Effect of Chitosan Applied as Coating on 'Oronules' Mandarins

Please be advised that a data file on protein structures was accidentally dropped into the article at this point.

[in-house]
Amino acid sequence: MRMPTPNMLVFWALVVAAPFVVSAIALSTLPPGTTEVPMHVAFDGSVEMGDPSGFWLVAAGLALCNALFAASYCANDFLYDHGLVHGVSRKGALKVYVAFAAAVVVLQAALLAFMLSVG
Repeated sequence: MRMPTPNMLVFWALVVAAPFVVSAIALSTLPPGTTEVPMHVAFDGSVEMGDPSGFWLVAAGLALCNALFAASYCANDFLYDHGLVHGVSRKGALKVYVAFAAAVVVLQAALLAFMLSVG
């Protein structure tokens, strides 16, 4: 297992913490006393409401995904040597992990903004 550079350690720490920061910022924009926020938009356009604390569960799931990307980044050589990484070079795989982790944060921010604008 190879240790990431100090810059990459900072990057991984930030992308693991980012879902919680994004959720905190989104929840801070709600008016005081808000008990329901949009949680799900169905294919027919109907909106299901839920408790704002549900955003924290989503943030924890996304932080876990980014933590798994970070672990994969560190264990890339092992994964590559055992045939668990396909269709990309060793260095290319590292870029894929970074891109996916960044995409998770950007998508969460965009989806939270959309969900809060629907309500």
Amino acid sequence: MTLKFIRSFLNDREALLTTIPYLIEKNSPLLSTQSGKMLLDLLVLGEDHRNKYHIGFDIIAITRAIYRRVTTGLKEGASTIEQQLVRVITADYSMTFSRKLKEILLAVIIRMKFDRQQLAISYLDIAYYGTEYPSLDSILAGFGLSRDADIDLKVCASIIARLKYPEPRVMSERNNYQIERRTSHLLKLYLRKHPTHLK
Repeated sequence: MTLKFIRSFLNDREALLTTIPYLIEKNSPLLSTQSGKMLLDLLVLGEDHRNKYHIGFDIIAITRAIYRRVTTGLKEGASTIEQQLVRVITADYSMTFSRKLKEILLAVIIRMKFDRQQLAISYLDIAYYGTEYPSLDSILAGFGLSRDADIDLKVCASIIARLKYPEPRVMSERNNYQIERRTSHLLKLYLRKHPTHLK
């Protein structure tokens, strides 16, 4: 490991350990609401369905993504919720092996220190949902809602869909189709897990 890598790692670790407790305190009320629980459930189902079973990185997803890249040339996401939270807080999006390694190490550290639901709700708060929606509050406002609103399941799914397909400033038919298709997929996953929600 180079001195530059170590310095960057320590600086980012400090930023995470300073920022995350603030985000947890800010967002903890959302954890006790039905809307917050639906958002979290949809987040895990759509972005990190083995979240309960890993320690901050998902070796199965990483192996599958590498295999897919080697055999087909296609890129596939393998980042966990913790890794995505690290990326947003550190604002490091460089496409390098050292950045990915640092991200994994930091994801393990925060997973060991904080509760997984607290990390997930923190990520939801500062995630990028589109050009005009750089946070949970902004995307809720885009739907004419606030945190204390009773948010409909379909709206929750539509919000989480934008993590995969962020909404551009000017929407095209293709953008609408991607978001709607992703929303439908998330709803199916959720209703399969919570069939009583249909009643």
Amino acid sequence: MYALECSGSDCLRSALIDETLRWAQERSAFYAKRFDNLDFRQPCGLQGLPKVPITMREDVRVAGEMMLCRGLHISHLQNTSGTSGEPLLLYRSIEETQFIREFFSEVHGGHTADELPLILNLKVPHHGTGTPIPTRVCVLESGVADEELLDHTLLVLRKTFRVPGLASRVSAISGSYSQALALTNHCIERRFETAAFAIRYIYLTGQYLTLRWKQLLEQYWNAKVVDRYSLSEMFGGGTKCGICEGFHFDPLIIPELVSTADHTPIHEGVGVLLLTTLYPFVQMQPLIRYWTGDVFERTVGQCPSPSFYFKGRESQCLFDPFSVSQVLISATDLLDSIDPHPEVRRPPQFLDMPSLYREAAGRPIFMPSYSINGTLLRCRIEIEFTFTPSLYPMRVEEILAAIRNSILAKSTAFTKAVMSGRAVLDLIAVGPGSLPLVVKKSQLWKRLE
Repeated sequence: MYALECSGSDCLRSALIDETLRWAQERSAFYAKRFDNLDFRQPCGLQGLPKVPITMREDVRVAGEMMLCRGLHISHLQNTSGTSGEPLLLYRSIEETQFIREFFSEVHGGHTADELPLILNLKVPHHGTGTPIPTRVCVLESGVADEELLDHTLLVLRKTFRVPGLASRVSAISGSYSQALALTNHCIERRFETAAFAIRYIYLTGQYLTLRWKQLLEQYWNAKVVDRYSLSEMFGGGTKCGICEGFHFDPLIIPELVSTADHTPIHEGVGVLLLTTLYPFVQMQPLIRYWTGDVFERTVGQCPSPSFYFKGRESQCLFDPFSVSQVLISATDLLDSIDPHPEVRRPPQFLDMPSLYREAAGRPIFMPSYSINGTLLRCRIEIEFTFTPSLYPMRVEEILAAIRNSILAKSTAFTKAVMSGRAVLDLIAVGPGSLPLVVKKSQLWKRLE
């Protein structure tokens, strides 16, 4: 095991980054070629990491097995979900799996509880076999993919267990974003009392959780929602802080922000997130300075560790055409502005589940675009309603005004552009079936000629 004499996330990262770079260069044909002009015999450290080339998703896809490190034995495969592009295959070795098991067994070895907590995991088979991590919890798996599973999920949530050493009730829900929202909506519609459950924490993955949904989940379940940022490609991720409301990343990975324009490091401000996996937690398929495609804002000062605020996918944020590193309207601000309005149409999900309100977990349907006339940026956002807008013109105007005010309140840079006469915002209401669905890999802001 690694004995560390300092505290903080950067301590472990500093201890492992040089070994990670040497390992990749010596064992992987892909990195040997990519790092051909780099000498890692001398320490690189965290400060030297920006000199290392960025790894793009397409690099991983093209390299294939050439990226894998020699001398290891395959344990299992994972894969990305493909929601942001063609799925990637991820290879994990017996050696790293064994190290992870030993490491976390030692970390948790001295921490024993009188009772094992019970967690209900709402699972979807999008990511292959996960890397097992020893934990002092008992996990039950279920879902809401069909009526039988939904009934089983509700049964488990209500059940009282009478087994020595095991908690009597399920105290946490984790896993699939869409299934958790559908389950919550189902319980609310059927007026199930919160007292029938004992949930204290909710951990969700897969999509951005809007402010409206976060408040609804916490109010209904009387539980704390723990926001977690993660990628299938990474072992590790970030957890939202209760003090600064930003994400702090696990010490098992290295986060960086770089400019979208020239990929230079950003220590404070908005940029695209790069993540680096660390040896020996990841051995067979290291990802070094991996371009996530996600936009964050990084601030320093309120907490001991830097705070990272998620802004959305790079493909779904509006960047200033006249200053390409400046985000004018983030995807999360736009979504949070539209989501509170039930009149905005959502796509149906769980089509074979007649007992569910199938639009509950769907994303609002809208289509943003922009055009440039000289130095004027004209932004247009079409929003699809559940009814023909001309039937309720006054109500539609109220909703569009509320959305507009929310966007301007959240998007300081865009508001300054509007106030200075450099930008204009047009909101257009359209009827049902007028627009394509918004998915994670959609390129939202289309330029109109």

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In the present study a commercial solution of chitosan was applied to 'Oronules' mandarins to investigate its effect when applied as a coating at different solids content (0.6, 1.2 and 1.8%). Additionally, one group of mandarins was coated with a commercial wax, and another group remained uncoated. Mandarins were stored at 5 degrees C for up to 30 d followed by 7 d at 20 degrees C simulating retail conditions. All coatings restricted gas exchange and modified the internal atmosphere of the fruit compared to uncoated mandarins, with a greater effect at higher chitosan concentration. Chitosan-coated mandarins at higher solids content had the highest internal CO2 content and the highest ethanol content. Even though chitosan applied at 0.6% increased the internal level of CO2 of the mandarins, this coating did not increase the amount of ethanol compared to uncoated mandarins. Chitosan application did not decrease mass loss of mandarins during storage, whereas the commercial wax decreased mass loss compared to uncoated control fruit. The internal quality of mandarins was not affected by coating application. All coatings increased the gloss of the fruit. In order to improve the water barrier properties of the chitosan coating, it would be necessary to add hydrophobic components to the formulation.